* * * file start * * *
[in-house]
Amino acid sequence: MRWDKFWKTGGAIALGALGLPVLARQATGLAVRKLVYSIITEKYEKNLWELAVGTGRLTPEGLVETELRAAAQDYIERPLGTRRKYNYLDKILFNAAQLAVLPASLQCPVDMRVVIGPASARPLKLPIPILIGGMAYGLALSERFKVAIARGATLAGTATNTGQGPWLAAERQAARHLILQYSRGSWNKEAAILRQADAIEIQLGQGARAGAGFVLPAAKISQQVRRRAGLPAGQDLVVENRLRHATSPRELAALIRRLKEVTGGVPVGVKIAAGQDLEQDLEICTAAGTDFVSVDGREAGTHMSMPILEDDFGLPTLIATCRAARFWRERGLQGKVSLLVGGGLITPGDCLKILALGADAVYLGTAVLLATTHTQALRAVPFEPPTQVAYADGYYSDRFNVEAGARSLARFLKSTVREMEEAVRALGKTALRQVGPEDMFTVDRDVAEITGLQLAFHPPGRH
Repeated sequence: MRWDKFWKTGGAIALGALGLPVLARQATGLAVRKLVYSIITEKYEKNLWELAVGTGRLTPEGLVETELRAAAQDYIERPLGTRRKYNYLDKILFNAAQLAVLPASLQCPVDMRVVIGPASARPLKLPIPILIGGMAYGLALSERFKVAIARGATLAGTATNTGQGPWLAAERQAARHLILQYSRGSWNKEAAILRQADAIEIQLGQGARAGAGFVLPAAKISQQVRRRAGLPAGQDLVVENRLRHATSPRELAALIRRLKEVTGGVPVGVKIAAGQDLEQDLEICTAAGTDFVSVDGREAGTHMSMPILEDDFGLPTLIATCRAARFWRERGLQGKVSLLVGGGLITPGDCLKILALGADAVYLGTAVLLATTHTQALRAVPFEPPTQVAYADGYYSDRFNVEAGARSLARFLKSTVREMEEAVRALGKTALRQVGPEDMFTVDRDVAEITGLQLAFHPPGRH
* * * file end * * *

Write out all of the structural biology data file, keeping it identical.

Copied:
[in-house]
Amino acid sequence: MRWDKFWKTGGAIALGALGLPVLARQATGLAVRKLVYSIITEKYEKNLWELAVGTGRLTPEGLVETELRAAAQDYIERPLGTRRKYNYLDKILFNAAQLAVLPASLQCPVDMRVVIGPASARPLKLPIPILIGGMAYGLALSERFKVAIARGATLAGTATNTGQGPWLAAERQAARHLILQYSRGSWNKEAAILRQADAIEIQLGQGARAGAGFVLPAAKISQQVRRRAGLPAGQDLVVENRLRHATSPRELAALIRRLKEVTGGVPVGVKIAAGQDLEQDLEICTAAGTDFVSVDGREAGTHMSMPILEDDFGLPTLIATCRAARFWRERGLQGKVSLLVGGGLITPGDCLKILALGADAVYLGTAVLLATTHTQALRAVPFEPPTQVAYADGYYSDRFNVEAGARSLARFLKSTVREMEEAVRALGKTALRQVGPEDMFTVDRDVAEITGLQLAFHPPGRH
Repeated sequence: MRWDKFWKTGGAIALGALGLPVLARQATGLAVRKLVYSIITEKYEKNLWELAVGTGRLTPEGLVETELRAAAQDYIERPLGTRRKYNYLDKILFNAAQLAVLPASLQCPVDMRVVIGPASARPLKLPIPILIGGMAYGLALSERFKVAIARGATLAGTATNTGQGPWLAAERQAARHLILQYSRGSWNKEAAILRQADAIEIQLGQGARAGAGFVLPAAKISQQVRRRAGLPAGQDLVVENRLRHATSPRELAALIRRLKEVTGGVPVGVKIAAGQDLEQDLEICTAAGTDFVSVDGREAGTHMSMPILEDDFGLPTLIATCRAARFWRERGLQGKVSLLVGGGLITPGDCLKILALGADAVYLGTAVLLATTHTQALRAVPFEPPTQVAYADGYYSDRFNVEAGARSLARFLKSTVREMEEAVRALGKTALRQVGPEDMFTVDRDVAEITGLQLAFHPPGRH